The term baby teeth is indeed a misnomer. The truth is that they are so much more than that. They serve not just as the baby teeth, but rather as a combination of toddler teeth, kids teeth, tweenage teeth, and even adolescent teeth.
A far better term would be primary teeth, transitional teeth, or deciduous teeth. But all of those labels seem cumbersome and technical to use in conversation with the parents of our child patients. As a result, baby teeth comes out in my discussions far more easily and far more frequently than I care to admit.
Since baby teeth implies a very short duration only, these first teeth do not command the respect they deserve. They are too often thought of as disposable. I have heard too many times from parents and colleagues alike that “they’re just baby teeth, so don’t bother to fix them” or that they “will just fall out.”
The Need to Protect Primary Dentition
While it is true that primary teeth will exfoliate, physiologically, they have a specific function and the same innervation systems as permanent teeth. The lifespan of primary teeth can be many years. The average age of the last tooth exfoliating is 12 or 13 years.
Decay left untreated can progress to the point of affecting the pulp very rapidly, resulting in pain and infection. Imagine enduring that same scenario and resultant toothache in a permanent tooth for any period of time. That is, simply put, unacceptable! It is equally unacceptable to leave decayed or infected primary teeth untreated
Consider that the primary dentition serves so many important functions. These teeth allow our children to eat and grow. They also are space maintainers or space holders for our developing permanent dentition. They help to guide the permanent dentition into place. And, they afford our children a happy smile.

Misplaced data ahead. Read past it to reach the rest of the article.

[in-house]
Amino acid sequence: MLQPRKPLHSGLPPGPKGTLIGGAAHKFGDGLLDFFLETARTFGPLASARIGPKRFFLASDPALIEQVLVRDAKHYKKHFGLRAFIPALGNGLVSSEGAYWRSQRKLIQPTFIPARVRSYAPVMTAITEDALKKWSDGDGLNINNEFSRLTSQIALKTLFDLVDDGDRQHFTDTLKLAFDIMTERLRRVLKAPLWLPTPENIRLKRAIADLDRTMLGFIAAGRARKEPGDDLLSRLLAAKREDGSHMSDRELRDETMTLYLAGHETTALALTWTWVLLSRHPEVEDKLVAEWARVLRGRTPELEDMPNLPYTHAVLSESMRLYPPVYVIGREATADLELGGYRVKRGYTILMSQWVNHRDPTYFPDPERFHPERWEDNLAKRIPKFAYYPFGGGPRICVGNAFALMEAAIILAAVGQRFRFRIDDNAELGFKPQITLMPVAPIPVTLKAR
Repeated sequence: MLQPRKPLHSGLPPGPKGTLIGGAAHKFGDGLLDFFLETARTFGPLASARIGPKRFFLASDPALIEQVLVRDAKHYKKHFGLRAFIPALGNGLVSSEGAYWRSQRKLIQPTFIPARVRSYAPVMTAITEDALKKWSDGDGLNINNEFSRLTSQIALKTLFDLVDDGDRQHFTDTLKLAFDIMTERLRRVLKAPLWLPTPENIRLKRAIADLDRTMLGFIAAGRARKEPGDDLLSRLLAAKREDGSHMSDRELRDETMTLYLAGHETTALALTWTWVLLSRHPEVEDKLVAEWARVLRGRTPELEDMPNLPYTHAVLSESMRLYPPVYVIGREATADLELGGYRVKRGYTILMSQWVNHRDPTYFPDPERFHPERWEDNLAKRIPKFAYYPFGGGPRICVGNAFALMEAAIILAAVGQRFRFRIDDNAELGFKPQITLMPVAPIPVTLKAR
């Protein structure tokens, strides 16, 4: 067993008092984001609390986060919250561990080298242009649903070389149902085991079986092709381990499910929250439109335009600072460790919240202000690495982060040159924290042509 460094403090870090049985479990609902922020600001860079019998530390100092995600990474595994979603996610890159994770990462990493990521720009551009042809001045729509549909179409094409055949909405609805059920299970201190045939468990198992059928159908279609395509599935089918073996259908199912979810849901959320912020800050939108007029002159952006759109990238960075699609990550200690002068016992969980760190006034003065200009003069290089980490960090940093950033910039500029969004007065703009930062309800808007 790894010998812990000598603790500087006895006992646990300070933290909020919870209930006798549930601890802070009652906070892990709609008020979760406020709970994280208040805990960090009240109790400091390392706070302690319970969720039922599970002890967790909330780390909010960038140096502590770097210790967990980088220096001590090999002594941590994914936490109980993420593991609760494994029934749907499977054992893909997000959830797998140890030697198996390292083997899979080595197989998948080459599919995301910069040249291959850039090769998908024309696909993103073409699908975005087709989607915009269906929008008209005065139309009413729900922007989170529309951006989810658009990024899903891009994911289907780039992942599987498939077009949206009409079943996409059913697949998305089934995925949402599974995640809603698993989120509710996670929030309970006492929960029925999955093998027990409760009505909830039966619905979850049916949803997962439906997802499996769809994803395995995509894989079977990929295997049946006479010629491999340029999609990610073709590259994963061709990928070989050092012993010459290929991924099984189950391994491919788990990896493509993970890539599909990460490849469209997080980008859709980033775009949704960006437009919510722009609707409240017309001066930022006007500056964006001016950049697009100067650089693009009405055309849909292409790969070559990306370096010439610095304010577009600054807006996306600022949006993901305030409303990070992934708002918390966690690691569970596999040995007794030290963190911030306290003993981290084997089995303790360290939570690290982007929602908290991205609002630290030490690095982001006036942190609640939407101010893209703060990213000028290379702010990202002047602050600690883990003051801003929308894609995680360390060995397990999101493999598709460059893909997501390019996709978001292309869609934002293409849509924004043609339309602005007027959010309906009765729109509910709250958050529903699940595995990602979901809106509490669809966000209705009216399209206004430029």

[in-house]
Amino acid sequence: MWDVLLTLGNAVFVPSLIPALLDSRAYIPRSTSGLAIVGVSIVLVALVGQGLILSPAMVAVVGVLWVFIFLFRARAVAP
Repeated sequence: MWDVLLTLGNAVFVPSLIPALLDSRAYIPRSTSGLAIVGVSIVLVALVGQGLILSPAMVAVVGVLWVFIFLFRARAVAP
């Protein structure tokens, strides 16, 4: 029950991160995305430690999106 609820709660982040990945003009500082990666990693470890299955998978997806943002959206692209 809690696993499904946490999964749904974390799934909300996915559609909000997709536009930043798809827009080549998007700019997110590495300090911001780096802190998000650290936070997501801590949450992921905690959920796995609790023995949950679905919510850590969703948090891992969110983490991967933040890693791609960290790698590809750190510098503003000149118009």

A healthy dentition is so important in the formative years of childhood that one could state that the primary dentition plays a much more important role than permanent dentition does in an already grown individual.
Prevention and Restoration
The importance of prevention is immense and cannot be dismissed. There is nothing more beautiful than a healthy, caries-free primary dentition. But unfortunately, cavities happen, and they happen often, so restorative procedures are necessary.
Paediatric restorative dentistry is unique. It involves so much more than little fillings on little teeth, and so much more than a bandaid approach. Clinically, we must consider the unique anatomy of primary teeth, the risk assessment of our young patients, and the properties and longevity that each different restorative material offers. But beyond this it is so very important to recognize what is possible to accomplish for each individual child.
Guidelines on pediatric restorative dentistry can be found at the American Academy of Paediatric Dentistry website. It is imperative to understand and follow these guidelines and to understand the clinical indications of our many varied restorative materials and modalities. It is then our responsibility to assess our patients’ needs and apply our clinical judgement and expertise for our individual patients.
As we are all well aware, children’s behavior and cooperation in the dental chair can be excellent, but can on occasion be a challenge. As we strive to provide the best possible indicated treatment for our children, we must also be aware of what we are capable of providing and what our child patient is capable of receiving.